No. 1 originally had the pond crossing the fairway in front of the green connecting to the water on No. 2. So, the second shot was over the water to an elevated green with a severe slope into the pond. If a player hit anywhere short of the green, the ball would roll back into the pond making it an extremely difficult starting hole. Player eliminated the water and lowered the entire green complex. Now, it’s a hole that doesn’t beat up the player right off the start. Player added the fairway bunkers to put more of a premium on accuracy. The one on the left is reachable from the tee for most players. The bunker on the right is reachable by only the longest hitters, allowing more room for error for the shorter hitters. The smart play is to hit a 3-wood off the tee then have a short- to mid-iron into the green.
As the hole nearest the Resort’s front gate, this is the hole that first catches the eye of resort guests and sparks their interest in playing. The original No. 2 was a relatively easy, unimpressive par-3. Player lowered the green complex and added the bulkheading. People who come through the gate who’ve played Marsh Point in the past will immediately realize that Cougar Point is a totally different golf course than Marsh Point. The most interesting pin placement is in front. This brings both the water and bunkering into play. The smart play is to play past the pin onto the slope and try to spin the ball back to the hole. Too far, however, and players are faced with a tough putt down the hill.
3rd Hole Par 3
Originally, No. 3 was two holes — a short par-4 and a par-3. When extra land was acquired on the marsh, Player stretched it into a par-5. It has a significant risk/reward aspect to it for the better player where it’s reachable in two but any shot offline will be wet or in one of the multitude of bunkers. For players lying up, there is much more room than there appears from the tee-shot landing areas. Once again, though, even a lay-up shot is risk/reward where players bite off as much as they dare to get the shortest approach shot into this green.
After three relatively easy holes, the course becomes much more difficult as it moves out to its signature stretch of holes along the Kiawah River marshes. Player added about 50 yards to No. 4, a hole that generally plays into the wind. Since it’s such a long par-4, the fairway is huge. The key is that even though it’s a dogleg right, it’s best to stay on the left side of the fairway. The ideal target line is at the fairway bunkers that only the biggest hitters can reach. From the left side of the fairway, players can run the ball up onto the green. Too far to the right and the angle becomes tougher, and the bunker on the right becomes a factor.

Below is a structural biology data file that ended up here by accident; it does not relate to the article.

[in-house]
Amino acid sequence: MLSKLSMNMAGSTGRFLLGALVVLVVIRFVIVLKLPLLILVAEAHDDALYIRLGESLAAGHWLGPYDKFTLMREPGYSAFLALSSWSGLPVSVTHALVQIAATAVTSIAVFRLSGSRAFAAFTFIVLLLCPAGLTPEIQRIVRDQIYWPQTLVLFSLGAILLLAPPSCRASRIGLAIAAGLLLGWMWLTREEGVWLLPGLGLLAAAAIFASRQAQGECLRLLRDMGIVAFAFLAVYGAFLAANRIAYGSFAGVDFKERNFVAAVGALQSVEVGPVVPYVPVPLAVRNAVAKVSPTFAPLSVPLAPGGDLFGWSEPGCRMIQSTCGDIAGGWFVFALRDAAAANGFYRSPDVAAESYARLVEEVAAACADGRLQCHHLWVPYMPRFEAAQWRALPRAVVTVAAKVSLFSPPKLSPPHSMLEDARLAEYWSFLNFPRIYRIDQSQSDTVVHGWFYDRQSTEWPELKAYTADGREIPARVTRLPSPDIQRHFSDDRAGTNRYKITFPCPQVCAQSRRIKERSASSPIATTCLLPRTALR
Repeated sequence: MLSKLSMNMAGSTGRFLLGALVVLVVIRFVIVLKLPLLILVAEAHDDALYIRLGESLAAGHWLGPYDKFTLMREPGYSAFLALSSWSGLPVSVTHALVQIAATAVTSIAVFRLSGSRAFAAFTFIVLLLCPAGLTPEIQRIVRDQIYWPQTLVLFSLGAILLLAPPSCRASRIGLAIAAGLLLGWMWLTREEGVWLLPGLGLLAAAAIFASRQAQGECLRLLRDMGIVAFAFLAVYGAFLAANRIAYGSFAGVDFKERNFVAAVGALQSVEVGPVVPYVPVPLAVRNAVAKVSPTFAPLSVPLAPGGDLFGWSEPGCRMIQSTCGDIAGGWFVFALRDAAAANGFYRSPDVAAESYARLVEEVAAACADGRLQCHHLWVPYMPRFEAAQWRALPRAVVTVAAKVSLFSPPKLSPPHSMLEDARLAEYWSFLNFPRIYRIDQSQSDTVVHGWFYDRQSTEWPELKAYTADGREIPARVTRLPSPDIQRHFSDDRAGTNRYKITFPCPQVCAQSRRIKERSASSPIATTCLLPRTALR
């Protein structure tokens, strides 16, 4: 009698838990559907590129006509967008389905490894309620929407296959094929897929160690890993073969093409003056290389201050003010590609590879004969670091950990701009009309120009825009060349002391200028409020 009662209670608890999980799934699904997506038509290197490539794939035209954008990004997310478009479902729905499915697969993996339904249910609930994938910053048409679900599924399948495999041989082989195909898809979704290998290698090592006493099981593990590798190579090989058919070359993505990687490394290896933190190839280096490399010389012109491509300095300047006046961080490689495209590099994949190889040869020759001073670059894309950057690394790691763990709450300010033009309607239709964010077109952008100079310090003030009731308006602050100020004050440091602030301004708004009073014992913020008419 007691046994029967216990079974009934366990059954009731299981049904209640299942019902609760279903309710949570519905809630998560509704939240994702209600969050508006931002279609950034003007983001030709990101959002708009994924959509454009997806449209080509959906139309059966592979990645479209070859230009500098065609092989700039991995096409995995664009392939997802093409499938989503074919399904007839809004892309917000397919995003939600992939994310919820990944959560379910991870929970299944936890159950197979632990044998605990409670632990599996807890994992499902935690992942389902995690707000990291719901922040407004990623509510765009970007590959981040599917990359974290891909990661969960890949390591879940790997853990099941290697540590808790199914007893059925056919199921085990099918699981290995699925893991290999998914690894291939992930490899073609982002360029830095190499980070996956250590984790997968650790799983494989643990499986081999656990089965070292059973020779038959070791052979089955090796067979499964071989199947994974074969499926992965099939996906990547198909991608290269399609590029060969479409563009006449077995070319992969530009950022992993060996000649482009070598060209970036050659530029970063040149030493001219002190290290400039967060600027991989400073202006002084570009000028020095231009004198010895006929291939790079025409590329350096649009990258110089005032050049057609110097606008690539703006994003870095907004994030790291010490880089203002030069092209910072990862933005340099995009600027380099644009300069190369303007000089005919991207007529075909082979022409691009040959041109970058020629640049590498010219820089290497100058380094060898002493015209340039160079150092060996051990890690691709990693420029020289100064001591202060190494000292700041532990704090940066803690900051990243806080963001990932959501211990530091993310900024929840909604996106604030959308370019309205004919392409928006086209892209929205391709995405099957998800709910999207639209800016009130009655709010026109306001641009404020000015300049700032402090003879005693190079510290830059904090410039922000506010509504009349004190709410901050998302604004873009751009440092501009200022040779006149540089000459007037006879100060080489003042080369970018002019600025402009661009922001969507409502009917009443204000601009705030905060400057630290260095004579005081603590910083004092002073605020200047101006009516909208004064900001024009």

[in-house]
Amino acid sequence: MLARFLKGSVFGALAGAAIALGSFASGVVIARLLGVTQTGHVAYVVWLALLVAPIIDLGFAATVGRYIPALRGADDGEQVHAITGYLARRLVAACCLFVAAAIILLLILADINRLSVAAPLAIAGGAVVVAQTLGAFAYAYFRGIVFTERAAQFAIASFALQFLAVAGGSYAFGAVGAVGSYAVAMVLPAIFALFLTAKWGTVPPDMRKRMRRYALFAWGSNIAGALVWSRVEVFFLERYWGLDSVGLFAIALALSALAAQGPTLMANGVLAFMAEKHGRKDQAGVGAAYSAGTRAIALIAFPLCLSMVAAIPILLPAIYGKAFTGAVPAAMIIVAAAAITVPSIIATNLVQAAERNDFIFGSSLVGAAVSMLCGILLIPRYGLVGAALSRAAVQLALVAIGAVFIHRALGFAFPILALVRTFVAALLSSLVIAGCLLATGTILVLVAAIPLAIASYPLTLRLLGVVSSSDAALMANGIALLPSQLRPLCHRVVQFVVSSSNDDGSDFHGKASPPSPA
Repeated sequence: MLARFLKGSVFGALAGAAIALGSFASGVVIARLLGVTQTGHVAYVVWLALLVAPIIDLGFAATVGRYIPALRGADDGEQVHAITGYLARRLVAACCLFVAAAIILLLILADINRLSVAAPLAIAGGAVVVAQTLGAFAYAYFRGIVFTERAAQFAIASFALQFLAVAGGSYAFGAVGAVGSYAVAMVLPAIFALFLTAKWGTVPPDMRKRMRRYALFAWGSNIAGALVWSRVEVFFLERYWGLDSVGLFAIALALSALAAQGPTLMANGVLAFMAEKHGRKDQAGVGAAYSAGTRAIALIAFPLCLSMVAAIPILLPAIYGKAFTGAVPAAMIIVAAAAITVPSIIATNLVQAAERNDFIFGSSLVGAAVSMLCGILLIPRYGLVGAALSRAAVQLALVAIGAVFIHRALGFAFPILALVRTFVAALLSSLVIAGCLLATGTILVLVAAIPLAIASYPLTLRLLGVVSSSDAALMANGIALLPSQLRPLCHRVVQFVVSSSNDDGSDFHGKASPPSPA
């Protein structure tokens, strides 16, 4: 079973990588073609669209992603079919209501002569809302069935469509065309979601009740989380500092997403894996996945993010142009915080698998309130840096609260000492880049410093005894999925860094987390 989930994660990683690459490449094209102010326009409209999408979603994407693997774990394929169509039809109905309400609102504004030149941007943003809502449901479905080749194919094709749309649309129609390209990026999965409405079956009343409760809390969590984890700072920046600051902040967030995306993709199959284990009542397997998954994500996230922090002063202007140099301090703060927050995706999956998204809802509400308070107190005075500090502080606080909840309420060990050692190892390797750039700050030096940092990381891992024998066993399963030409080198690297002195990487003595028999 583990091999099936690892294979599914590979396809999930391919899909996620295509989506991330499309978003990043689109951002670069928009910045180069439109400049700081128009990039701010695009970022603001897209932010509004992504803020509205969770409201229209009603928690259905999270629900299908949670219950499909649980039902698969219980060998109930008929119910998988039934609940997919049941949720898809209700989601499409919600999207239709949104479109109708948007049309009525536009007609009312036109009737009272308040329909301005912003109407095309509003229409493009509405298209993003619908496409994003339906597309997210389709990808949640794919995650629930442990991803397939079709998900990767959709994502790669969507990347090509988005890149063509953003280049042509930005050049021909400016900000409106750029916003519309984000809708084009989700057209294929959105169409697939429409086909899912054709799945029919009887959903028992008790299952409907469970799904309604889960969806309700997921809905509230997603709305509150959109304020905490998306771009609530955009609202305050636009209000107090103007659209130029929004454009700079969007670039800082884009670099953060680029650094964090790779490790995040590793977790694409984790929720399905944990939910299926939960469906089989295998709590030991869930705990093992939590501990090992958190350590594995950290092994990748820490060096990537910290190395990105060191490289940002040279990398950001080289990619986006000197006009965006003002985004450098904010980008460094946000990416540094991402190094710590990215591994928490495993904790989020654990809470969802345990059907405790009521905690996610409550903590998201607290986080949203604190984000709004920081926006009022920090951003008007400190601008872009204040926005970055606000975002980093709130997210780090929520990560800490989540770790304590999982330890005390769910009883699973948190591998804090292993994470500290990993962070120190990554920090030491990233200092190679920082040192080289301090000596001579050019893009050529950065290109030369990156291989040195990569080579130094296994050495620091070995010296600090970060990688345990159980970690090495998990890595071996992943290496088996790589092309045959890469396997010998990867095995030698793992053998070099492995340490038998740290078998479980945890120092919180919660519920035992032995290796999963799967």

This hole was substantially changed in 1996. Player pushed the tee back as far as he could, adding about 60-70 yards to the hole. The pond on the right used to be closer to the tee and a finger of it came out into the fairway. Player filled the finger in the fairway and extended the pond further down the right side to place more of a premium on accuracy for the longer hitters. On the left, the grass used to run down into the marsh. He also bulkheaded the fairway all the way down the left side, shifting the tilt of the ground away from the marsh and back into the fairway. This, in essence, made the fairway substantially wider. Ideally, players want to keep to the right side of the fairway to get the best angle into the green, as trees guard the left. of the fairway to get the best angle into the green, as trees guard the left.
As Marsh Point, this hole was unbelievably difficult. The green was only about 10-yards deep and steeply sloped into the marsh in almost every direction. Player bulkheaded around the green and greatly increased its size. The green is now over 15-yards across giving players a much better chance of holding the green. Plus, he added a back bulkheaded tee box near No. 5 green.
No. 7 was a very weak hole at Marsh Point; so, Player lowered the green and moved it back and to the left. He also added the pond to the left of the green. This is a target-golf hole where players need to keep the ball left to give them room to clear the trees. Long-ball hitters can try to hit it far enough to get past the trees at the turn of the dogleg, but they must be careful not to hit through the fairway. On approach shots, players need to watch the treetops to catch phantom winds they won’t feel on the fairway that can greatly affect short-iron shots. No. 7 is a truly esthetically pleasing hole.
The green at No. 8 used to be aptly described as “screwy.” It was U-shaped with lots of undulations. Nobody liked it. To make it more playable the green was reshaped, greatly increasing playability. Player added another tee box to lengthen the hole. Keep the driver in the bag on this hole where position is everything. Too far right and players must hit over a large oak guarding the green.
To add to what was an anemic landing area, Player filled in some of the pond on the right. He also softened the slope into the pond to make it less likely to bounce down into the water. Around the 150-yard marker, he also filled in a section of the pond that blindly jutted out into the fairway. A new tee box was added, tacking on another 50 yards to the hole.